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Superstition and Psychology

Psychological Perspectives

 


We might ask if superstition is actually related to psychology. The answer to this question simply requires an understanding that everything a person does, thinks and feels is related to psychology. Psychology is the foundation of human nature and experiences. So, superstition and psychology certainly are related.

Superstitions can be simple or complex. For example, one person might place a horseshoe above a doorway to summon good luck to enter. Another person might avoid stepping on cracks. An athlete might wear the same hat, or shirt, throughout one season to maintain a good performance or avoid the unexpected. These are simple superstitions.

Complex superstitions are a bit different. These superstitions lead to complicated behaviors and psychological understandings. For example, historic cultures performed many rituals to appease the gods and goddesses, so that the crops would grow or severe weather wouldn’t last a long time or to prevent dangerous animals from attacking. The list of simple and complex possibilities is endless.

Superstitions of all sorts are attempts to avoid negative consequences or experiences because we fear what might happen. The emotion of fear is a powerful force in human nature and the root of so many behaviors, plans and expressions. Fear is a central part of simple and complex superstitions.

Since superstition has been part of the human experience for many, many thousands of years, we also must realize that superstition is an archetype. Remember that common human experiences throughout time and cultures eventually form psychological archetypes within the unconscious (hidden) psychology. We are born with these unconscious elements, which in a very real sense helps us to be connected with people from the past.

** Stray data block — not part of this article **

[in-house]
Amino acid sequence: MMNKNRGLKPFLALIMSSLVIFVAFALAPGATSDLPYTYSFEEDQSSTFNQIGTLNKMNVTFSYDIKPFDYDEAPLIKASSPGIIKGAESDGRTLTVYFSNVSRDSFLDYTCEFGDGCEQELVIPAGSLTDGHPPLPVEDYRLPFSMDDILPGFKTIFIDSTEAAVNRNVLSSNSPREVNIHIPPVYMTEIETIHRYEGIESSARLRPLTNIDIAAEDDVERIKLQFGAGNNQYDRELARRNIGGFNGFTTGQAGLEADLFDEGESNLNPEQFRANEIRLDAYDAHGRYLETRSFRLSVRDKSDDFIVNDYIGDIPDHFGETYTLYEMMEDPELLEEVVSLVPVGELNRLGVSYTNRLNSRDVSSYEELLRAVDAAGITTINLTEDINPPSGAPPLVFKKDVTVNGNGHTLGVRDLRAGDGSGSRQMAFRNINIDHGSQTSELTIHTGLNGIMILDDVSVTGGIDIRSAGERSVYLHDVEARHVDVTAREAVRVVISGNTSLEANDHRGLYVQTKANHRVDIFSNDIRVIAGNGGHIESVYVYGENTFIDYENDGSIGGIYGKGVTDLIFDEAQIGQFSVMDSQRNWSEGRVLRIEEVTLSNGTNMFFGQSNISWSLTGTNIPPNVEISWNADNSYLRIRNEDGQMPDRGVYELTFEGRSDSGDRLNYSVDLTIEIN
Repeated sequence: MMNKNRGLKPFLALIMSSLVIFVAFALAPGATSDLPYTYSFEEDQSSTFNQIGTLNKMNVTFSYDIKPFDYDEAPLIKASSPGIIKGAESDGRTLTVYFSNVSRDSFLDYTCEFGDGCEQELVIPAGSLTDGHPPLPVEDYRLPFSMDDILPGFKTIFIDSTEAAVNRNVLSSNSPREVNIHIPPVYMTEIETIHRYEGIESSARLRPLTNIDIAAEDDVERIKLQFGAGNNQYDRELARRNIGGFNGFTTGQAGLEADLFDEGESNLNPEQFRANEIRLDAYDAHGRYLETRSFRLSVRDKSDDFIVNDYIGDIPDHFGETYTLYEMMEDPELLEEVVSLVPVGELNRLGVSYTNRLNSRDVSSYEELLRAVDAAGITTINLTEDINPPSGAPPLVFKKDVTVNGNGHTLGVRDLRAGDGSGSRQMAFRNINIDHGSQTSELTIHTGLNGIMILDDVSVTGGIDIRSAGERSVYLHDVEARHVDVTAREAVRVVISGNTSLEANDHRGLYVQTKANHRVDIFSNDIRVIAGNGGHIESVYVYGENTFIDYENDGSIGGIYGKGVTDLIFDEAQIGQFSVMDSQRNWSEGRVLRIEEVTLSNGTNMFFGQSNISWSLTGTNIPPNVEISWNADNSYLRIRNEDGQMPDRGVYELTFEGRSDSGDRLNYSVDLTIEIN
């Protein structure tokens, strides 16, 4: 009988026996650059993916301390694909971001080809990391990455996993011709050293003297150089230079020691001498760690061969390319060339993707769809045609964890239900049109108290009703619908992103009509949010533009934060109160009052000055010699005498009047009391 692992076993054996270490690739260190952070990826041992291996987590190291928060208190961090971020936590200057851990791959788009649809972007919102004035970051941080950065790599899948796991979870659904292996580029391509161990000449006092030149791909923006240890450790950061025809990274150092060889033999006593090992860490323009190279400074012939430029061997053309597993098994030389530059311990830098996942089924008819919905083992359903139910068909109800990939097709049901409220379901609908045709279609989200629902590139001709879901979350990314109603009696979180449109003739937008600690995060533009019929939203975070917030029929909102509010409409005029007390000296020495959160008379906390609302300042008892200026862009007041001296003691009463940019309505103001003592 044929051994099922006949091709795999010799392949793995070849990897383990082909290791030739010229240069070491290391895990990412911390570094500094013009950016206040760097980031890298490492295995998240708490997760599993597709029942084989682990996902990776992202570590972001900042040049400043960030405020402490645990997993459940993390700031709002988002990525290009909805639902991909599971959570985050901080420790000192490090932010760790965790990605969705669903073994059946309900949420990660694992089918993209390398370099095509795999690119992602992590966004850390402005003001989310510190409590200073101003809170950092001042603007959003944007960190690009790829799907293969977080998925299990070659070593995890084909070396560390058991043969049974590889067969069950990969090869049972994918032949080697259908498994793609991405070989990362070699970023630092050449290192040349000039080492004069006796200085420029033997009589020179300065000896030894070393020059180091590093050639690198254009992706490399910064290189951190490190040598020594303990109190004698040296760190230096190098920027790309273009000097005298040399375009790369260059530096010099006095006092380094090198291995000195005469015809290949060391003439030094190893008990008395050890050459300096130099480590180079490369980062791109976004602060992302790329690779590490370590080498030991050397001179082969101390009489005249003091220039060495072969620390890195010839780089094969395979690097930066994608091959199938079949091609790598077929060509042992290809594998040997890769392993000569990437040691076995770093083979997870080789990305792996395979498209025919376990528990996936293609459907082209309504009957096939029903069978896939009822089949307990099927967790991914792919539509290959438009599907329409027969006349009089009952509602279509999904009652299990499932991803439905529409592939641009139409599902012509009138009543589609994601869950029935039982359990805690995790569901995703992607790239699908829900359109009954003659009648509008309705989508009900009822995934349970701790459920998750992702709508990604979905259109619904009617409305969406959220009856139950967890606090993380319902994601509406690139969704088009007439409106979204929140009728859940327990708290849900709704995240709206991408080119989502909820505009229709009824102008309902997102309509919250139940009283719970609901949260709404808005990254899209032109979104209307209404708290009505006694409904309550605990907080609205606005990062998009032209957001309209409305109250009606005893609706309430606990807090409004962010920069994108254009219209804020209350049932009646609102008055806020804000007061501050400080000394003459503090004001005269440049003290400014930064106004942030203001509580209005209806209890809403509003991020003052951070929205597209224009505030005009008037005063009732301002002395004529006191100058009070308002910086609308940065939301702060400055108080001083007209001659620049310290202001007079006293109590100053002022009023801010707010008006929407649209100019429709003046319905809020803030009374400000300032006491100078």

Archetypes can influence a person’s life and/or personality, however, most often archetypes along with our experiences form our psychological complexes. Again, recall from previous articles that complexes can take over our personalities when triggered but otherwise, remain in our unconscious psychology. One component of a complex is emotion. In the case of the archetype of superstition, this emotion is fear. When superstition is present, fear and an archetype, or even a complex, are active.

If you’re honest with yourself, I’m sure you can find superstitious behaviors and beliefs in your life. Recognizing your superstitions is another way to get to know yourself. By recognizing our fears and part of our unconscious (hidden) psychology, you and I can become a more complete person.

 

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